By Kwan Man Bun (auth.)
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Additional resources for Beyond Market and Hierarchy: Patriotic Capitalism and the Jiuda Salt Refinery, 1914–1953
35 Instead, the consummate technocrat and hard-working “salt gabbler” insisted on inspecting all the major divisions in person. He declared as his primary goals the building of a modern inspectorate, a uniform and comprehensive tax at source, and a large free trading area enjoying cheap salt of high quality. 37 His problems began with the difficulties of recruiting a qualified staff. On the Chinese side, high-level appointments at the central and divisional administrations remained vulnerable to politics.
While Dane believed that competition would motivate producers to improve the quality of their salt and cutting prices, his inspection tour had convinced him that solar evaporation was the appropriate technology for China. Endorsing Beijing’s request to divert to other uses half of the 20 million yuan earmarked for salt-related reforms, he noted that investing 3 million yuan of the Reorganization Loan in a salt factory in North China was a waste. 56 Jiuda’s petition thus ran into skepticism and bureaucratic hurdles.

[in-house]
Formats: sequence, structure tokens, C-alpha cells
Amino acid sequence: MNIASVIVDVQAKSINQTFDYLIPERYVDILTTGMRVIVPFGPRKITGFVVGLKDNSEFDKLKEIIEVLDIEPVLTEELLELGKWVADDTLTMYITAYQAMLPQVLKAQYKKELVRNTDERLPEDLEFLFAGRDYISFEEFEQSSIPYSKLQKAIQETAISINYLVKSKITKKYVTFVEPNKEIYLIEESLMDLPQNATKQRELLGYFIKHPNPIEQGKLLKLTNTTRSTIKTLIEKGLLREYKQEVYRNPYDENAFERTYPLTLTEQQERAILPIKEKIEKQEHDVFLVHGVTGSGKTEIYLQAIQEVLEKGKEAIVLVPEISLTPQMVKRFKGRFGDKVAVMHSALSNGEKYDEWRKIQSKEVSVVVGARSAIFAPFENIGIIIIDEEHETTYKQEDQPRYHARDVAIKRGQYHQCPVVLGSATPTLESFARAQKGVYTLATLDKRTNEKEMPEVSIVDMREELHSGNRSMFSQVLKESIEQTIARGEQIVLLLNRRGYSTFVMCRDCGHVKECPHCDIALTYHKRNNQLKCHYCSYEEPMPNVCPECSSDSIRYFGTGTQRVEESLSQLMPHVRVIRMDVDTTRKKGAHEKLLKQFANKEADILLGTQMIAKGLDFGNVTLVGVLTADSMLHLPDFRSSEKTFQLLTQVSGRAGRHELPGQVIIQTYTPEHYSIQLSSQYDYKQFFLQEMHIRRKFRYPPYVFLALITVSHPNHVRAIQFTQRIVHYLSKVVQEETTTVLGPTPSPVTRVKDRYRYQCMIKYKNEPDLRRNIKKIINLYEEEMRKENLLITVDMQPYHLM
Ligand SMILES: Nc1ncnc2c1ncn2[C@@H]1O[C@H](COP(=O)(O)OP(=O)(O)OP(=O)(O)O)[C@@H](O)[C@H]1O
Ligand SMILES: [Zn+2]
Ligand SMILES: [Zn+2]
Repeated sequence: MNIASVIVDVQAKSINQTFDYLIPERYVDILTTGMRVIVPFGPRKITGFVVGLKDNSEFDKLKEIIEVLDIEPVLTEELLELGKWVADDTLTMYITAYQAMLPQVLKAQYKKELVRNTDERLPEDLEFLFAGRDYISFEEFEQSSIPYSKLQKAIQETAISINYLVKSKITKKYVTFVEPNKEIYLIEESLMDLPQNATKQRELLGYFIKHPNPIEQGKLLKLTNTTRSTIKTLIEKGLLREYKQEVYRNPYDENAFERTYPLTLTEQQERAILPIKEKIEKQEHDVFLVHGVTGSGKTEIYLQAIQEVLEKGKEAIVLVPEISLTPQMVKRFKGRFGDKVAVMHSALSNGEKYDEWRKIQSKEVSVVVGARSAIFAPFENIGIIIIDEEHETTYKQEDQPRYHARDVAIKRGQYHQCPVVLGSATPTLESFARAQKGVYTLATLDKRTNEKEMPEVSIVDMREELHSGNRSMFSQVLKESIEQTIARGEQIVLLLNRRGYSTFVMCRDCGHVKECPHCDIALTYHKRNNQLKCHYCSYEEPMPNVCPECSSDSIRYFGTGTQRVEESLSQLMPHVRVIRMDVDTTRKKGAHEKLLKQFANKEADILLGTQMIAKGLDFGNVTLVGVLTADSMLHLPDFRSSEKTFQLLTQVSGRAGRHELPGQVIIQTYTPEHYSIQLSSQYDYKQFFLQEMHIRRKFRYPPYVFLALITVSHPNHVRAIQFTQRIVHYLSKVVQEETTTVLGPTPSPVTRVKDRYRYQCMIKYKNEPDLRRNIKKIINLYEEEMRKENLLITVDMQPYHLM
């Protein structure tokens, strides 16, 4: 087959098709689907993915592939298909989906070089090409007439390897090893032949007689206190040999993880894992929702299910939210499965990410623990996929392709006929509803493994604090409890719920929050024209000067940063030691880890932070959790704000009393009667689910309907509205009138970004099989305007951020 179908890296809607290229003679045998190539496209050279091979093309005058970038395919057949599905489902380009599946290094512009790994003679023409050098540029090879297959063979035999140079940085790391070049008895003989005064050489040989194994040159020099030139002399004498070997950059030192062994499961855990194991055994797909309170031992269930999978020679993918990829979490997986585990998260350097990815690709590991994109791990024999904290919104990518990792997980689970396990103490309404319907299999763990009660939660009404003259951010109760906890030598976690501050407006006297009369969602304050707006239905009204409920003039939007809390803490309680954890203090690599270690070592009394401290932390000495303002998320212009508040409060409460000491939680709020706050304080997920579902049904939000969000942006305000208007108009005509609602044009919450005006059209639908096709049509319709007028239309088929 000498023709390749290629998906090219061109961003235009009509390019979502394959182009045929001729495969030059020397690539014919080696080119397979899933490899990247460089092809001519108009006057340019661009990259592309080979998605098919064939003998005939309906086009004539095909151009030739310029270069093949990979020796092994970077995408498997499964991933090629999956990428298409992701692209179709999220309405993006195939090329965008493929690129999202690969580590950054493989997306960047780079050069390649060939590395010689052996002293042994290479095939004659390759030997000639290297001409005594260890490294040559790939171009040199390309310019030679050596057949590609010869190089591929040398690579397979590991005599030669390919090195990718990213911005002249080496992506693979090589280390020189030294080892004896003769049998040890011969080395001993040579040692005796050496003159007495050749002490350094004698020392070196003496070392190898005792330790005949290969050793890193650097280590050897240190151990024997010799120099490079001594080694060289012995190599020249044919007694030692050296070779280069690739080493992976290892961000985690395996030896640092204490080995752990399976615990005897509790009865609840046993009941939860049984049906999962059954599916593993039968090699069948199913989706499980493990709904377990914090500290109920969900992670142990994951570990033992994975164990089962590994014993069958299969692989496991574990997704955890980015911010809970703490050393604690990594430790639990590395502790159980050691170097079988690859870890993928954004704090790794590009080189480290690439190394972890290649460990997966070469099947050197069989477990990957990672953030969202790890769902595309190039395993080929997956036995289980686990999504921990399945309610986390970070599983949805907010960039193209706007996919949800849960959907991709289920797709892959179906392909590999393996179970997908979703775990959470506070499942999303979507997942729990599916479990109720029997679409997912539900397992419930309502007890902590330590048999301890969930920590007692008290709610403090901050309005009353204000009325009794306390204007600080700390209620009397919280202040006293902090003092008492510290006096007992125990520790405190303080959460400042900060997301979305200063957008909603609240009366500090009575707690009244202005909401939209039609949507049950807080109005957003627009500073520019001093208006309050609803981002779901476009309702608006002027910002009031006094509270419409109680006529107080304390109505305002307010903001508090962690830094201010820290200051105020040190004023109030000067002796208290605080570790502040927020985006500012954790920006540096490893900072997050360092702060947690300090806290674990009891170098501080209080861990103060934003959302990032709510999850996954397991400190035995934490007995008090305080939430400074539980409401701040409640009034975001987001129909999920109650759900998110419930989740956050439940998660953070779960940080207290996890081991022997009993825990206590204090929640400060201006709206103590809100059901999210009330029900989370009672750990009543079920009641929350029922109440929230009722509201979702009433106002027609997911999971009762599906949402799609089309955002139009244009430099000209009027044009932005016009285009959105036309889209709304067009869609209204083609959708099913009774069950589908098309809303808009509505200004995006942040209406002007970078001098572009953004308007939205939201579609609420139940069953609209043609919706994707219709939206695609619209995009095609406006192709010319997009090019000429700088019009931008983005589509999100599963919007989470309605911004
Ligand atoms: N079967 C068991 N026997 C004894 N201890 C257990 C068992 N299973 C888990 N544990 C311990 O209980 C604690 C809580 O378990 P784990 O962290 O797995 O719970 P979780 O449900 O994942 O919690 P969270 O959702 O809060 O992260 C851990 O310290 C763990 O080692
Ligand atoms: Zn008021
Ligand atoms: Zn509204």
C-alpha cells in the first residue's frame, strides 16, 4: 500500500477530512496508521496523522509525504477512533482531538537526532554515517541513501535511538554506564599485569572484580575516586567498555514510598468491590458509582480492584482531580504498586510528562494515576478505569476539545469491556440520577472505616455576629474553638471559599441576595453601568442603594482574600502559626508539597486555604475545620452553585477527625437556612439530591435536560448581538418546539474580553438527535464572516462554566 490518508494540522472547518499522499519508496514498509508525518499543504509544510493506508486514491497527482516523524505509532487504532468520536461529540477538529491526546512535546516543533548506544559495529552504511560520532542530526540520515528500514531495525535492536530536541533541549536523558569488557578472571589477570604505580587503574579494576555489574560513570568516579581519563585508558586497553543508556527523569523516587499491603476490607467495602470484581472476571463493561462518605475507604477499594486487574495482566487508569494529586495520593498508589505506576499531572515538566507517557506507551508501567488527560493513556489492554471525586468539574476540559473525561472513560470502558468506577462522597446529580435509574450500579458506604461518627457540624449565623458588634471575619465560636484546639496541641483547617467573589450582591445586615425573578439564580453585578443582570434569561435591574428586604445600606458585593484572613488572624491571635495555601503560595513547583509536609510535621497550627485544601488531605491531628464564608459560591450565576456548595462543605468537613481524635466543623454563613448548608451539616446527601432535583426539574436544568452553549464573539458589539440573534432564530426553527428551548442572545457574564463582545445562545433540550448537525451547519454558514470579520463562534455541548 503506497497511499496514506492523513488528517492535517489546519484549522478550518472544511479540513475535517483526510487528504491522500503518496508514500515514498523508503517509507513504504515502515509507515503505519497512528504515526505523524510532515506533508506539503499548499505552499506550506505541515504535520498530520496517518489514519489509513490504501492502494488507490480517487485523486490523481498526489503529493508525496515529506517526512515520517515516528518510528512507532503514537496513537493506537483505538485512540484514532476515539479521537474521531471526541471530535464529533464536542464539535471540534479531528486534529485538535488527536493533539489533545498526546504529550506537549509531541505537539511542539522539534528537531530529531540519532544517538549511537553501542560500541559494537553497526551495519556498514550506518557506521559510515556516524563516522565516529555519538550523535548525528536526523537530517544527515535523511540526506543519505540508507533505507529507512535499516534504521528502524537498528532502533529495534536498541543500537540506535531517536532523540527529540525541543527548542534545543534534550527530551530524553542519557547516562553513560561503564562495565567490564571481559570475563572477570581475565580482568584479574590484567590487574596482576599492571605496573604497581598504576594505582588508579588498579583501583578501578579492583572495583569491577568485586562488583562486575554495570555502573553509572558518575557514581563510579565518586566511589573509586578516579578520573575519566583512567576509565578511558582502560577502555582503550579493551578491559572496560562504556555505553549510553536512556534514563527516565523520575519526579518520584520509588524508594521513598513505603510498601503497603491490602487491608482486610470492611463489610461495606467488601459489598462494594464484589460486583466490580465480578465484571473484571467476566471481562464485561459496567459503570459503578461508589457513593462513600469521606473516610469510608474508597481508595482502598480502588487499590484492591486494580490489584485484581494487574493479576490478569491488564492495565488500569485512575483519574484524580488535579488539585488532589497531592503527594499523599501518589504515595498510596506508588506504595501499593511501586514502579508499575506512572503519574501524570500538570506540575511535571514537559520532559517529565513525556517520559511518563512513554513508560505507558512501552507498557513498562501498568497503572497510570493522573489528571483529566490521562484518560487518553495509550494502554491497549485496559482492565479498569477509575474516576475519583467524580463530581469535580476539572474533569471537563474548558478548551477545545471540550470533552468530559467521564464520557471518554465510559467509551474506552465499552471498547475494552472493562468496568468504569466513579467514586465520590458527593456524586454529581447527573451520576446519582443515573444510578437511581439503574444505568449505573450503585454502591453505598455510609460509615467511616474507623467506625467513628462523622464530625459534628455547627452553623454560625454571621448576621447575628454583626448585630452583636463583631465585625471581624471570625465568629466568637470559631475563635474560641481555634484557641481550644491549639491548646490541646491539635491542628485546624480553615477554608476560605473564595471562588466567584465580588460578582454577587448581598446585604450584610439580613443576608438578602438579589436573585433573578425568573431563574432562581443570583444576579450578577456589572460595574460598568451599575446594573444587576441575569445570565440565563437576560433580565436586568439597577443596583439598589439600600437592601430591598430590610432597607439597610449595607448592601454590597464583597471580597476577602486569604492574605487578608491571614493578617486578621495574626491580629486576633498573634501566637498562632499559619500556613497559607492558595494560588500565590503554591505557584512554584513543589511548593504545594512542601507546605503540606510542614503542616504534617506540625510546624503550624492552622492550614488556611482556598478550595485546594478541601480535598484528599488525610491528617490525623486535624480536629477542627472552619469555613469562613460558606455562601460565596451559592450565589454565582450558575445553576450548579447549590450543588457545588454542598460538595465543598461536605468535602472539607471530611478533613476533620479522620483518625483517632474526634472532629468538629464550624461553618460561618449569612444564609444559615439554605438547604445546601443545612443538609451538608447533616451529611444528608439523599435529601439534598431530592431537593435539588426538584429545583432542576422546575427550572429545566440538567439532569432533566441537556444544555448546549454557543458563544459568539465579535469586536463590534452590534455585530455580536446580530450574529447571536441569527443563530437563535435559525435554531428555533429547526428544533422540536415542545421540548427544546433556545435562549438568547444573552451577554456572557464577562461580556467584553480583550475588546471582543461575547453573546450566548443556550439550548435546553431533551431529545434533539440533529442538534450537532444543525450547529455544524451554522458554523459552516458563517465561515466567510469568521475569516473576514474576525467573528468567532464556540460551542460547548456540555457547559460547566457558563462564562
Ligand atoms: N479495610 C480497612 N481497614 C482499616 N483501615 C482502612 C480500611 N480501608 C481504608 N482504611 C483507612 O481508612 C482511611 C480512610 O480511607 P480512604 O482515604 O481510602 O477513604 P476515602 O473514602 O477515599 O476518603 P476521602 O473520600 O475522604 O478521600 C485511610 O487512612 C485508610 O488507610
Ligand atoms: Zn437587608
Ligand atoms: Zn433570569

Without reclusing himself because of his family’s substantial revenue farming interests in the Lianghuai division, Zhou ruled that the company’s market be limited to only those foreign concessions found in the “treaty ports” and then only through the exclusive agency of existing revenue farmers, thus confining Jiuda to the thirteen treaty ports with foreign concessions and an additional twenty-five resorts and territories where foreigners could reside by treaty. Turning economic nationalism against Jiuda, Zhou reminded the petitioners of their avowed goal to compete against tax-free foreign imports.